Economic Foundations of Social Innovation

این متن به ارتباط نوآوری‌های اجتماعی با اقتصاد و اجتماع، اهمیت محیط محوری، و تأثیر تعامل اجزا و اصول در تحقق این نوآوری‌ها می‌پردازد.

Economic foundations of social innovation
The combination of social innovations with growth and evolution will only reach the extent that it can show its social and economic impact for the beneficiaries as well as the society in general. For social innovation to flourish, an inspiring environment that provides support and enables mutual learning is essential.

Europe is facing complex and interconnected socio-economic challenges, including youth unemployment, migration, population aging or poverty, to name a few, but it is difficult to answer them. Individuals and groups affected by the resulting intractable problems—also known as intractable problems—face significant limitations in their ability to participate fully in social, economic, cultural, and political life. Social innovations emerging in Europe and around the world offer promising solutions for sustainable progress in the face of current problems.

However, incorporating social innovation into inclusive growth will only go so far as to demonstrate its social and economic impact for vulnerable and marginalized populations as well as society at large. It is claimed that the strengthening of these groups helps to overcome the problems caused by the lack of resources by increasing the quality of life of people by strengthening the ability of people to participate in society, which strengthens development, well-being and social solidarity in the long term. It means that the exception is not seen as an individual disability, but rather related to institutional blocks and failures, market failures, silo thinking of the public sector, and the increasing fragmentation of society. It can be logically concluded that the change from the perspective of seeing vulnerable groups as a burden on society to a perspective that values their individual capabilities as well as their participation in society is basically one of the foundations of social discussion.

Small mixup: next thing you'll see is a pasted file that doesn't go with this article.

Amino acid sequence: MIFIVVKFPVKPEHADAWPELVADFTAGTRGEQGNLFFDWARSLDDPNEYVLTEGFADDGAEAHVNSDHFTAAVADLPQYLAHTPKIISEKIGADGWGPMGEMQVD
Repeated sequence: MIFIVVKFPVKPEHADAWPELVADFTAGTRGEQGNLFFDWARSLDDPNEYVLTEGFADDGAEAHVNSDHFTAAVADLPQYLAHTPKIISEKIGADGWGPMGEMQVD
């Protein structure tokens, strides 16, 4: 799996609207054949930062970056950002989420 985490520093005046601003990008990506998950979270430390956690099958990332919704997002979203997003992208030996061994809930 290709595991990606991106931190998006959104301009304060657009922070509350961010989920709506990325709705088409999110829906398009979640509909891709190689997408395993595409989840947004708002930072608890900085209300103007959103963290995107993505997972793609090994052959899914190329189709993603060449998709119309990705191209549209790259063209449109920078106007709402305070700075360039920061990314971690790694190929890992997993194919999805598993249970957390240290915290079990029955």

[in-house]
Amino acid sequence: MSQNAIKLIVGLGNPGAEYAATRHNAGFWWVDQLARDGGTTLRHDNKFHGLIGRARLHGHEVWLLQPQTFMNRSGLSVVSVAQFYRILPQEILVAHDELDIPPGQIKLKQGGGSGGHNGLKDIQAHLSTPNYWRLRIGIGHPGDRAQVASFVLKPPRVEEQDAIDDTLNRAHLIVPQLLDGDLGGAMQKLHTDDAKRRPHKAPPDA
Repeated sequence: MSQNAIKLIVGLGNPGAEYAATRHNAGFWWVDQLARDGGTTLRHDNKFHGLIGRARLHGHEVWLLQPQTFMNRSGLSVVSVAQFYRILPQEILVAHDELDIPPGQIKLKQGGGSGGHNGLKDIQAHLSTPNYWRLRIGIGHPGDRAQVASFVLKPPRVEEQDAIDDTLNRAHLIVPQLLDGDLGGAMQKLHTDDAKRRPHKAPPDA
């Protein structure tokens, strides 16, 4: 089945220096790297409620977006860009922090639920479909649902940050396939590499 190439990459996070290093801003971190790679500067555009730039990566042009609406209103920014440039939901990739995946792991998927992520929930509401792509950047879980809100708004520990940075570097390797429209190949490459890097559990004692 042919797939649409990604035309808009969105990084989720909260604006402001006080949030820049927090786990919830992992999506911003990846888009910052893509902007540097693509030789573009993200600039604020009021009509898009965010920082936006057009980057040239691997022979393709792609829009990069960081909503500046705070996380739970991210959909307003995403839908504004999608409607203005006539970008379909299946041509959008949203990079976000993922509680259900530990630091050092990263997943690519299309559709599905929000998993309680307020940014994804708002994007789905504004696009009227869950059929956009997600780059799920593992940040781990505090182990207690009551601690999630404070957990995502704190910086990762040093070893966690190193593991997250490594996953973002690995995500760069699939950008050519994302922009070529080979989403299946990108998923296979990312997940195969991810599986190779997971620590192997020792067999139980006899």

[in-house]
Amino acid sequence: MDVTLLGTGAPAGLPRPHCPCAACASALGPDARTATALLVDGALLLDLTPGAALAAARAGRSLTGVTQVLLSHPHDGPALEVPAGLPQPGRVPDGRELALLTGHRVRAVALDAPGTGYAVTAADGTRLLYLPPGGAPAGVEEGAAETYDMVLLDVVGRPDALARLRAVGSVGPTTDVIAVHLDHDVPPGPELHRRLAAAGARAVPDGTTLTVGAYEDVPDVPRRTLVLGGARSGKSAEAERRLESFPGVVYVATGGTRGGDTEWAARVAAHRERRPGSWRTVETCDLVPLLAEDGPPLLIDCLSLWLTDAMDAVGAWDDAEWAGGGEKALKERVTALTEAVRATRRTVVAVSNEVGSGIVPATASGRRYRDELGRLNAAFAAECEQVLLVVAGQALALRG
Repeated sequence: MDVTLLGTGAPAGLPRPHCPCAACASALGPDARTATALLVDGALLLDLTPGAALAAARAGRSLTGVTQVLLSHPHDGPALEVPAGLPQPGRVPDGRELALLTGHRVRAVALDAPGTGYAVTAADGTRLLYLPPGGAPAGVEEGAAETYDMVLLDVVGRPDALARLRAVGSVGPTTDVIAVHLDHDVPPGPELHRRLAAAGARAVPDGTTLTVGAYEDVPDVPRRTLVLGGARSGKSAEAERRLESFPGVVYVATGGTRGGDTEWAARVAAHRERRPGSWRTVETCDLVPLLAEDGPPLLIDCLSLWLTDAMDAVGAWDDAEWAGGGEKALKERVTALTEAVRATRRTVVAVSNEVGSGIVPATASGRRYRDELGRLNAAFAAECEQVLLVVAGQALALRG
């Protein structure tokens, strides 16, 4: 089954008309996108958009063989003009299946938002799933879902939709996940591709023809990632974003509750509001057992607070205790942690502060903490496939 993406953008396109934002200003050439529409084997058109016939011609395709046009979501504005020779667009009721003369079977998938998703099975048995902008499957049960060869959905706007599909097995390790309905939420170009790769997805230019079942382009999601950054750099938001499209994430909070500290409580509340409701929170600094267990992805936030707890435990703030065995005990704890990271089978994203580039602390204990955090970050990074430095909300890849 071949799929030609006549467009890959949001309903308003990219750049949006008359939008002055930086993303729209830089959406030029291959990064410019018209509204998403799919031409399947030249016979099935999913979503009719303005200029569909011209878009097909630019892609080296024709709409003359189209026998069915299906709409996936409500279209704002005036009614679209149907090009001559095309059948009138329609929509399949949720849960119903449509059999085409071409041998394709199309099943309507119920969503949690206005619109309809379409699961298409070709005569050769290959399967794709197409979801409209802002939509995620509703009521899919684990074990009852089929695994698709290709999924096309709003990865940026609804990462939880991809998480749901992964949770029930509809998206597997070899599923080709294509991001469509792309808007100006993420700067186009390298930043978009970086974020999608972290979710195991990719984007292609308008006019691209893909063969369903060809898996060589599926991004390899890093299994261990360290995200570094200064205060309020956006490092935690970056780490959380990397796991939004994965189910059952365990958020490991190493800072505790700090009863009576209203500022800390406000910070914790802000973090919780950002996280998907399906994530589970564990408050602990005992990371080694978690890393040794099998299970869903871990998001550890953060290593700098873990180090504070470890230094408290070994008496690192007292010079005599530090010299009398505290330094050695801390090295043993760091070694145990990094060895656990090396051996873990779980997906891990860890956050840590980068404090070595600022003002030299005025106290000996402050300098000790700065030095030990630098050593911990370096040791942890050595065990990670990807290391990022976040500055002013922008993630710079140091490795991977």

This paper is organized as follows: next, the meaning of “economic base” is introduced, followed by the SIMPACT model of components, objectives and principles used to explain sustainable business models (Section 4). The last section examines the role of the right environment for social innovation.

This paper significantly derives from the findings of the FP7-SSH project entitled “SIMPACT”, which has attempted to provide a better understanding of the economic dimension of social innovations to better understand the impact of social innovations on social and economic transformation.

Meaning of economic base
Emphasizing the economic basis of social innovations, SIMPACT points to the important role of social innovation as a catalyst for individual well-being, collective well-being, social justice and effectiveness, in short sustainable social impact. This tendency to bridge large-scale societal challenges and small-scale social innovation activities as a set of interactions that transcend levels of governance (micro, meso, macro), institutional boundaries, and sectors (public, for-profit, non-profit or social cooperative). are subject to a wide range of exercises. At the micro level, many small, locally embedded activities address a set of distinct needs. By empowering vulnerable groups, they actively facilitate inclusion processes. At the meso level, it refers to institutional change. In other words, social innovators act as “rule breakers” and challenge existing practices, the welfare system, and market institutions (such as rules, regulations, attitudes, governance). At the macro level, social innovation offers a new division of labor between the realm of politics, i.e., welfare systems and the institutions that govern them, civil society, and economy.

The interaction of components, goals and principles